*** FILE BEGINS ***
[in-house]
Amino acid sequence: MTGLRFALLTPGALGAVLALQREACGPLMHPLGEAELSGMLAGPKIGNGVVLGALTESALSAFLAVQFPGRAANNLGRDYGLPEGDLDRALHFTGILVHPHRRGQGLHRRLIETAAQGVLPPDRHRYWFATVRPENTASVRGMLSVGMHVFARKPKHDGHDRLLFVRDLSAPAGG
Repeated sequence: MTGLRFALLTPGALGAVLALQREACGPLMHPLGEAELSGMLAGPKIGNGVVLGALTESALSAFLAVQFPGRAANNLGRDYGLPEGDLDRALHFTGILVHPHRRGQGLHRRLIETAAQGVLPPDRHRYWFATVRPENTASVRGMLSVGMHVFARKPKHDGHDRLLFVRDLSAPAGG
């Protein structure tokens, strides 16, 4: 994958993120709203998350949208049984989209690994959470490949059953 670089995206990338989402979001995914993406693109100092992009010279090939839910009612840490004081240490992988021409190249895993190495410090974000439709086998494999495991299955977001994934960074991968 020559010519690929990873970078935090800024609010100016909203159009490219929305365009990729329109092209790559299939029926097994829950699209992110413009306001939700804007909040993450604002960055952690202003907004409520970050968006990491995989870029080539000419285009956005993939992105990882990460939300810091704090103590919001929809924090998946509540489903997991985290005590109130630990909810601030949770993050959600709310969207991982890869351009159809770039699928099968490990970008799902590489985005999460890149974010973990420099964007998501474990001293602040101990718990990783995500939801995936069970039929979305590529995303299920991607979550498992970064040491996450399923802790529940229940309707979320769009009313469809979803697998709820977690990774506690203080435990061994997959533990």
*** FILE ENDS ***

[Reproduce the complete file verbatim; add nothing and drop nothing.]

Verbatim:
[in-house]
Amino acid sequence: MTGLRFALLTPGALGAVLALQREACGPLMHPLGEAELSGMLAGPKIGNGVVLGALTESALSAFLAVQFPGRAANNLGRDYGLPEGDLDRALHFTGILVHPHRRGQGLHRRLIETAAQGVLPPDRHRYWFATVRPENTASVRGMLSVGMHVFARKPKHDGHDRLLFVRDLSAPAGG
Repeated sequence: MTGLRFALLTPGALGAVLALQREACGPLMHPLGEAELSGMLAGPKIGNGVVLGALTESALSAFLAVQFPGRAANNLGRDYGLPEGDLDRALHFTGILVHPHRRGQGLHRRLIETAAQGVLPPDRHRYWFATVRPENTASVRGMLSVGMHVFARKPKHDGHDRLLFVRDLSAPAGG
């Protein structure tokens, strides 16, 4: 994958993120709203998350949208049984989209690994959470490949059953 670089995206990338989402979001995914993406693109100092992009010279090939839910009612840490004081240490992988021409190249895993190495410090974000439709086998494999495991299955977001994934960074991968 020559010519690929990873970078935090800024609010100016909203159009490219929305365009990729329109092209790559299939029926097994829950699209992110413009306001939700804007909040993450604002960055952690202003907004409520970050968006990491995989870029080539000419285009956005993939992105990882990460939300810091704090103590919001929809924090998946509540489903997991985290005590109130630990909810601030949770993050959600709310969207991982890869351009159809770039699928099968490990970008799902590489985005999460890149974010973990420099964007998501474990001293602040101990718990990783995500939801995936069970039929979305590529995303299920991607979550498992970064040491996450399923802790529940229940309707979320769009009313469809979803697998709820977690990774506690203080435990061994997959533990």